OCTAVIO MARENZI: Well, I think, you know, you and I had a discussion about how transitory inflation was a few months ago. And I think I forwarded the argument that wasn't transitory at all. This was purely a monetary phenomenon as a result of the Fed printing so much money. And now we're seeing that come down in this direction. In terms of the supply chain and inflation, it's interesting sort of the relationship that you see there or don't see there, actually.
I think the supply chain issues that we're seeing mainly around the Port of Los Angeles and Newport Beach are basically simply there as a cover for the inflation that the Fed has created. So they're pointing that and saying it's not our fault. It's over there. That's the issue. It's all those ships sitting off the Port of Los Angeles. And that is also really creating all these shortages. When, in fact, this kind of inflation really is a monetary phenomenon. And if their argument were correct about that, we wouldn't see the kinds of goods and services increasing the price that really don't have a supply chain.
So we've seen rents go up enormously. You mentioned Zillow before. Zillow's rent index has gone up 8% year on year in the most recent measurement. We've seen secondhand cars go up 24% in terms of their values. That's got nothing to do with supply chains. So it's really a monetary phenomenon more than anything else. And the Fed is basically pointing its finger-- or the government's pointing its finger at something else that just detract from that.
KARINA MITCHELL: And sir, to that point, there's been a much more of a hawkish turn by central banks from the RBNZBOE overnight. Does that signal to other central banks to also turn in that direction? And what does that do to the Fed as far as moving the needle? Do we see interest bond-- do we see bond tapering any earlier? And then do rate hikes come immediately after that?
OCTAVIO MARENZI: Well, I think the Fed has been talking about talking about doing something at some unspecified point in the future for some time now. So I think they're starting to lose credibility there if they don't actually start to do something I think by the end of the year. So I think they'll start to talk about-- will actually start to taper their purchases. But I expect that to sort of be a homeopathic dosage more than anything else. I don't think they'll go full-throated tapering off down to zero anytime soon. So that's going to continue for some time to come.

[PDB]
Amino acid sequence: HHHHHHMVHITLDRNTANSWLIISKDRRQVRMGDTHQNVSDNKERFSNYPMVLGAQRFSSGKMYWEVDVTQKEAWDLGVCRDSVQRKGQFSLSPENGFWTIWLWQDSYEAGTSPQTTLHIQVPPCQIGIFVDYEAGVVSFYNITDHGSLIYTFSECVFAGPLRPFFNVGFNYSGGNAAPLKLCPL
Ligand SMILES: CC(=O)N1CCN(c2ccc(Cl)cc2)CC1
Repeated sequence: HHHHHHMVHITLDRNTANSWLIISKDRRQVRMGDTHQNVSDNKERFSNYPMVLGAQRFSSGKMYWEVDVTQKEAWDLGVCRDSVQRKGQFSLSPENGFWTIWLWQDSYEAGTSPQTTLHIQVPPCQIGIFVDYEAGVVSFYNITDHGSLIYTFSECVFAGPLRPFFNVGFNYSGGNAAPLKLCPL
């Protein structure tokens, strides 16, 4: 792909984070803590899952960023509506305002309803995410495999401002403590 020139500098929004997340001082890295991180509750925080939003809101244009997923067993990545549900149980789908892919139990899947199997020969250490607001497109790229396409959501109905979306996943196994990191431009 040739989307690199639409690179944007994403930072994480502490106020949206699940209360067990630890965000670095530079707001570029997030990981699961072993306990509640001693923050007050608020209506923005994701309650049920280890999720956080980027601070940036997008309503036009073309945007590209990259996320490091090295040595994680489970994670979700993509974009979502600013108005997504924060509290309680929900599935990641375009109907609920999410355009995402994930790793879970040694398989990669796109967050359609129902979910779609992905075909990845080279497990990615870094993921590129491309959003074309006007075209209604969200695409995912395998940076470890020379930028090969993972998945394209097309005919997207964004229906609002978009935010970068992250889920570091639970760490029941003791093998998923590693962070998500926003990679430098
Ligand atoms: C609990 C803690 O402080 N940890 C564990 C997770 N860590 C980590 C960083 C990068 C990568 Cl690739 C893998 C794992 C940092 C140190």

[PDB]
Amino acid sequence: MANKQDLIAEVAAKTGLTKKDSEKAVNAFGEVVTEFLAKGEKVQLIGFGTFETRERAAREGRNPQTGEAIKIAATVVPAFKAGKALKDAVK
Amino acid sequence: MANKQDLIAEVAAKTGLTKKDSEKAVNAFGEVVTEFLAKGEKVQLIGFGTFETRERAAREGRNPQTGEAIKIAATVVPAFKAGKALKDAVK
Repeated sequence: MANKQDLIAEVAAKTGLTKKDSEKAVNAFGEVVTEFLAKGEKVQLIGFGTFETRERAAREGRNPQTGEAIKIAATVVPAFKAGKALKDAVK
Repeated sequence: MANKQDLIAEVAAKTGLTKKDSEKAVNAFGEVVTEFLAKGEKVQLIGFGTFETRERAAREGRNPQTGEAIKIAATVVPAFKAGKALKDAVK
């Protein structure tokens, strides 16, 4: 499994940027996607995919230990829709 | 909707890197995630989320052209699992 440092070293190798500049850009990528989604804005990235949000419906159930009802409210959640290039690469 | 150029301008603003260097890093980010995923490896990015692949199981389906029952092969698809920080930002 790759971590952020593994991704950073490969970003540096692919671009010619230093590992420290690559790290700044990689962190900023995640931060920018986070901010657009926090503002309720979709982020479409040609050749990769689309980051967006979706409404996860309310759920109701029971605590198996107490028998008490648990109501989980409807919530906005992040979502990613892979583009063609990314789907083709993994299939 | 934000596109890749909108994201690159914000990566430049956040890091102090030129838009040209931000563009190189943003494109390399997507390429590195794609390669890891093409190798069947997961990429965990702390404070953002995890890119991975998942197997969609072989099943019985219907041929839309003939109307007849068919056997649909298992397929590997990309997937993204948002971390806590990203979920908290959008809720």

When that does happen, I mean, a lot of them pointed out, they're not going to tweak the interest rates. They're just going to taper their bond purchases. Well, if they do that, the value of bonds will go down, and interest rates will go up kind of mechanically. That's just the way the markets work. So, in effect, by tapering their bond purchases, they will be changing the interest rate simply by necessity. It's just mechanical in terms of how the bond markets work.
So they are going to be tweaking the interest rates, although not directly. They might not change the Fed fund rates, the rate at which they lend to banks. But I think they will be tweaking the interest rate indirectly by tapering their purchases. And we'll see basically interest rates creep up then. And then the market might have a bit of a fright.
ALEXIS CHRISTOFOROUS: All right, we're going to have to leave it there, but always an interesting conversation with Octavio Marenzi, CEO of Opimas. Thanks so much for being with us.